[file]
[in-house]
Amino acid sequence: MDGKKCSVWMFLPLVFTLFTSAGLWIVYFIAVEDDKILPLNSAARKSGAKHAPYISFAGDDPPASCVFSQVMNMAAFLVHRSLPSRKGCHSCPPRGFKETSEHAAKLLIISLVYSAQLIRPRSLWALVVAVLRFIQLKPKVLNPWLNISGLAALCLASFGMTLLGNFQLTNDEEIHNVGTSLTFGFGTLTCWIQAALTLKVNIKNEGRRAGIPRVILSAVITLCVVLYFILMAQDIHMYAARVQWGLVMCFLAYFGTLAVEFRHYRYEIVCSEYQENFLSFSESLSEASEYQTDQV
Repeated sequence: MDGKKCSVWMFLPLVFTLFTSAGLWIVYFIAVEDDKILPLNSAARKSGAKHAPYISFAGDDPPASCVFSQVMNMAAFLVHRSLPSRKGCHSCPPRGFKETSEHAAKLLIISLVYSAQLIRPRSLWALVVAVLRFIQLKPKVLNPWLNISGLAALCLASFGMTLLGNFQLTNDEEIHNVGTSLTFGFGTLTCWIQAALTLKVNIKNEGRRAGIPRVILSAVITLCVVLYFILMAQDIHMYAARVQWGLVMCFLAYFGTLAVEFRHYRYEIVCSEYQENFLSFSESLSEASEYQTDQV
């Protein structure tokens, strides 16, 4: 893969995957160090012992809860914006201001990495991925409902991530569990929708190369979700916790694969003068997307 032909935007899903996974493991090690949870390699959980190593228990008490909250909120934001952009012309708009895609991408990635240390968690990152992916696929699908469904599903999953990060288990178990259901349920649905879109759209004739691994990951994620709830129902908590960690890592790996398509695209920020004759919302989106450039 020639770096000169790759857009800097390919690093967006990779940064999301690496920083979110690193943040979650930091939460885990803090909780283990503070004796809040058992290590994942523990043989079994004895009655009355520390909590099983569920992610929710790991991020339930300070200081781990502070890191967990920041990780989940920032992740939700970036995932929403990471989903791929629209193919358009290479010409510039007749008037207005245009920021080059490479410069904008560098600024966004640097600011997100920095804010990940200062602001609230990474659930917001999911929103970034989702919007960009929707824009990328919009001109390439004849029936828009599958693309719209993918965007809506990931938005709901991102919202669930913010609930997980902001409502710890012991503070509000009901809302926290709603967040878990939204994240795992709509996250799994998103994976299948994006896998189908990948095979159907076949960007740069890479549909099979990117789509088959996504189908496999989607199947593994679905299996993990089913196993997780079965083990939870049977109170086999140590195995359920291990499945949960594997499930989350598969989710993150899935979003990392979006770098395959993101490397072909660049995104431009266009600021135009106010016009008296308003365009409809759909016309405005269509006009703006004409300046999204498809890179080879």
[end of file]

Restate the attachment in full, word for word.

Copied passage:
[in-house]
Amino acid sequence: MDGKKCSVWMFLPLVFTLFTSAGLWIVYFIAVEDDKILPLNSAARKSGAKHAPYISFAGDDPPASCVFSQVMNMAAFLVHRSLPSRKGCHSCPPRGFKETSEHAAKLLIISLVYSAQLIRPRSLWALVVAVLRFIQLKPKVLNPWLNISGLAALCLASFGMTLLGNFQLTNDEEIHNVGTSLTFGFGTLTCWIQAALTLKVNIKNEGRRAGIPRVILSAVITLCVVLYFILMAQDIHMYAARVQWGLVMCFLAYFGTLAVEFRHYRYEIVCSEYQENFLSFSESLSEASEYQTDQV
Repeated sequence: MDGKKCSVWMFLPLVFTLFTSAGLWIVYFIAVEDDKILPLNSAARKSGAKHAPYISFAGDDPPASCVFSQVMNMAAFLVHRSLPSRKGCHSCPPRGFKETSEHAAKLLIISLVYSAQLIRPRSLWALVVAVLRFIQLKPKVLNPWLNISGLAALCLASFGMTLLGNFQLTNDEEIHNVGTSLTFGFGTLTCWIQAALTLKVNIKNEGRRAGIPRVILSAVITLCVVLYFILMAQDIHMYAARVQWGLVMCFLAYFGTLAVEFRHYRYEIVCSEYQENFLSFSESLSEASEYQTDQV
């Protein structure tokens, strides 16, 4: 893969995957160090012992809860914006201001990495991925409902991530569990929708190369979700916790694969003068997307 032909935007899903996974493991090690949870390699959980190593228990008490909250909120934001952009012309708009895609991408990635240390968690990152992916696929699908469904599903999953990060288990178990259901349920649905879109759209004739691994990951994620709830129902908590960690890592790996398509695209920020004759919302989106450039 020639770096000169790759857009800097390919690093967006990779940064999301690496920083979110690193943040979650930091939460885990803090909780283990503070004796809040058992290590994942523990043989079994004895009655009355520390909590099983569920992610929710790991991020339930300070200081781990502070890191967990920041990780989940920032992740939700970036995932929403990471989903791929629209193919358009290479010409510039007749008037207005245009920021080059490479410069904008560098600024966004640097600011997100920095804010990940200062602001609230990474659930917001999911929103970034989702919007960009929707824009990328919009001109390439004849029936828009599958693309719209993918965007809506990931938005709901991102919202669930913010609930997980902001409502710890012991503070509000009901809302926290709603967040878990939204994240795992709509996250799994998103994976299948994006896998189908990948095979159907076949960007740069890479549909099979990117789509088959996504189908496999989607199947593994679905299996993990089913196993997780079965083990939870049977109170086999140590195995359920291990499945949960594997499930989350598969989710993150899935979003990392979006770098395959993101490397072909660049995104431009266009600021135009106010016009008296308003365009409809759909016309405005269509006009703006004409300046999204498809890179080879």